“One of the most beautiful places on earth.” Or so I overheard said by a visitor from Europe as he viewed Yosemite from Glacier Point. I’ve not traveled the world, but would tend to agree with this assessment. Though the weather was warm (we left during one of the hottest day of the summer), the heat only made swimming in very cold water, dare I say, enjoyable?
We left the very day school let out for the summer. It was a long, HOT drive through California’s Central Valley (100º+). But we made good time – despite my old 1988 Honda Accord overheating – and arrived at this natural wonder within four hours. The photo to the right is from the south entrance to the valley, taken about mid-way through our trip during our return from Glacier Point.
Visiting Yosemite during the late spring or early summer sure can pay off with dramatic waterfalls. I think Yosemite Falls (to the left) look incredibly different every day, particularly as the wind shifted. We enjoyed a view of the falls every day as we left our campground and headed out to explore the valley floor.Our longest hike of the trip started at the campground and ended at Vernal Falls (the second fall in the lower part of the picture. The trail to Vernal Falls was a bit rugged, but lead us through a beautiful canyon with wonderful vistas. Ground squirrels begged along the side of the ’Mist Trail,’ and we chanced upon our nextdoor campers on the trail. Thanks to them for taking this photo of “The Boys at Rest.” It is hard to say how much time we spent at the falls. Chris seems to want to stay all day if he could. Next time we go all the way to Nevada Falls!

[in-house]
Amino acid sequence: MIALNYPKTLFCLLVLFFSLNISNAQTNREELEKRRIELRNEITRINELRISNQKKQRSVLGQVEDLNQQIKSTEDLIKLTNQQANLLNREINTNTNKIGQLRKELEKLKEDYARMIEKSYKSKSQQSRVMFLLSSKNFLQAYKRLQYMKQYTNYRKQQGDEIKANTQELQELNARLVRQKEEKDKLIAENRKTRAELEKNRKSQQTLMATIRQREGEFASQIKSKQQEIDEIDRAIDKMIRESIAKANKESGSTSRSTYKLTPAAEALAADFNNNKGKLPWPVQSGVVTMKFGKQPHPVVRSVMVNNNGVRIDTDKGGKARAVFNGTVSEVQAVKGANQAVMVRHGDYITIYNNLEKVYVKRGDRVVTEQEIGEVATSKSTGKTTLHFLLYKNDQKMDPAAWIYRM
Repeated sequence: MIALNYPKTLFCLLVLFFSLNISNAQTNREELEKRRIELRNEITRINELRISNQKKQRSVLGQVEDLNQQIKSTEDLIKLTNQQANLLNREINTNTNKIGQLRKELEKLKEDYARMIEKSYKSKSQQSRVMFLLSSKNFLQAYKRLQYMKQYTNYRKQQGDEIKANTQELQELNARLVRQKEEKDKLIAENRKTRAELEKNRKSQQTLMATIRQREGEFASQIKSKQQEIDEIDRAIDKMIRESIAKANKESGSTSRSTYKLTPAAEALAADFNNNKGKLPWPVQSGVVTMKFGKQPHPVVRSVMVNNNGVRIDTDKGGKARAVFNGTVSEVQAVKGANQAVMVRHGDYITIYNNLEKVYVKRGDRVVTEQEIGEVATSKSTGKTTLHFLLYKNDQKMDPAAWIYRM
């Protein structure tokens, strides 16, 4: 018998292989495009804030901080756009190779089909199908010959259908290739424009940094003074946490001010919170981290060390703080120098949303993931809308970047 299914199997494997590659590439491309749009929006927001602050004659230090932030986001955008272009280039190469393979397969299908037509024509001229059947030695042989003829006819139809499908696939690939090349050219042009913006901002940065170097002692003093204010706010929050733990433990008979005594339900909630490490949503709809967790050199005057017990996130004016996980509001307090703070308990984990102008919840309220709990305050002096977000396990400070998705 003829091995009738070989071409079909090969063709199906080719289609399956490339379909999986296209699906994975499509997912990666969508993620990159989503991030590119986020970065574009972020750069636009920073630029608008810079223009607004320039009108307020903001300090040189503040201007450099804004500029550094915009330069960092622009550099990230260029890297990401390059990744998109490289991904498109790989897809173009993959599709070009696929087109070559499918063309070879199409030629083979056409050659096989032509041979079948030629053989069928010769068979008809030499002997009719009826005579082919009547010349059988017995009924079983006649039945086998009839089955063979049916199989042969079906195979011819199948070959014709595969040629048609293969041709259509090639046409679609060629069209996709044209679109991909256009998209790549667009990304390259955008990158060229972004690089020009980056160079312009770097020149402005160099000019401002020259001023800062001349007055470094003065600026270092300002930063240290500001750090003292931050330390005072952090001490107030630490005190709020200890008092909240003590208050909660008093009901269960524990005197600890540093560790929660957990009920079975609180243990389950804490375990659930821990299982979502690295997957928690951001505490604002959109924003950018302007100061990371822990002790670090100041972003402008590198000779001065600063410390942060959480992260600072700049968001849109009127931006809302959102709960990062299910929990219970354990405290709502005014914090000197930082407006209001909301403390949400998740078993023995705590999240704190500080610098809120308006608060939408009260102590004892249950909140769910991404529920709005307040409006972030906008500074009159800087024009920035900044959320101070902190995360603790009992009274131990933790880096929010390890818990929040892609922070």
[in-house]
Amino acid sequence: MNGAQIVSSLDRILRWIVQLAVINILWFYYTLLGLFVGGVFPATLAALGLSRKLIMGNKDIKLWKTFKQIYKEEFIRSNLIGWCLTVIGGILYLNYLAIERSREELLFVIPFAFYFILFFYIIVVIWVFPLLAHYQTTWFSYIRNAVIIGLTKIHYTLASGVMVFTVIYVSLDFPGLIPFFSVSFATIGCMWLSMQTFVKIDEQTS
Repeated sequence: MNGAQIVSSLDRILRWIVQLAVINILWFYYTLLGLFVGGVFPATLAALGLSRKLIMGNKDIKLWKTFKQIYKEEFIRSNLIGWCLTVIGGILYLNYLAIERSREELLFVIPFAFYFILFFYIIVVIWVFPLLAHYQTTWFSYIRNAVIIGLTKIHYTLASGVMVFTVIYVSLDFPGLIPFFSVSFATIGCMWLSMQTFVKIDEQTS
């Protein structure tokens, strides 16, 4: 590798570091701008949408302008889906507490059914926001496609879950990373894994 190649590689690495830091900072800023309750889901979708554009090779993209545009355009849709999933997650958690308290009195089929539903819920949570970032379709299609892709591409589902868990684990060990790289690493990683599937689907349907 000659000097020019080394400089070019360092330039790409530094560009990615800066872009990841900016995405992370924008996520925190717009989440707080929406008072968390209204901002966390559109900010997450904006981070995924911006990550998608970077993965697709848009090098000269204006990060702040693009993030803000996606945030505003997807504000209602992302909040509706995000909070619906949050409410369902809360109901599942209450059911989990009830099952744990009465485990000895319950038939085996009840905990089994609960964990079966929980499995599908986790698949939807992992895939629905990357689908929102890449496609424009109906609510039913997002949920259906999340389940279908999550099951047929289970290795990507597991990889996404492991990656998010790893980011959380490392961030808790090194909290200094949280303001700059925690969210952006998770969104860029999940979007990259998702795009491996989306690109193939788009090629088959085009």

I had forgotten how the tremendous force of the falling water at Yosemite Falls’ base threw out a wave of wind strong enough pelt one’s face with mist and give flight to unsecured hats. We all enjoyed, however, “nature’s air conditioning” this day as it was quite warm. Perhaps our next visit will include a hike to Yosemite Falls’ cascades!
Speaking of warm, can you tell from the picture that the boys were a bit ragged? (When I mentioned the hot drive above, I meant it…try 110º through the Central Valley!) The hot weather and crowds did not help their mood that day. As luck would have it, our nextdoor campers and their boys were nice enough to allow Sean and Chris to enjoy their rafts.
One of the more fascinating aspects of our visit was an up close and personal view of the damage inflicted on Yosemite Valley during the floods of 1997. Throughout the valley there are signs hinting at the magnitude of the the flooding, as Chris illustrates in a photo below. He would have been underwater! One campground was wiped out, and cement barrier remain in their final resting positions after being tossed about by the floodwaters.
One of the most dramatic days of our trip was a visit to Glacier Point. The National Park Service and volunteers have revamped the trails and visitor center, and a snack bar has been added. All-in-all, it looks great. And the views remain awe inspiring. Half Dome dominates one’s view, but just as impressive are the sweeping vistas into the Sierra Nevada high country.
Despite their looks in one picture, the boys were ’totally wowed’ by the view from Glacier Point. We spent quite a portion of the morning looking over the side, trying to find our campsite far below. We also enjoyed lunch while there, and, of course, prowled the gift shop for a spell.
Yosemite Falls shows a different side from various points in the valley. I think the varying views of the valley’s namesake falls numbered in the high hundreds. Hard to believe that only the day prior were we buffeted by the winds of Lower Yosemite Falls.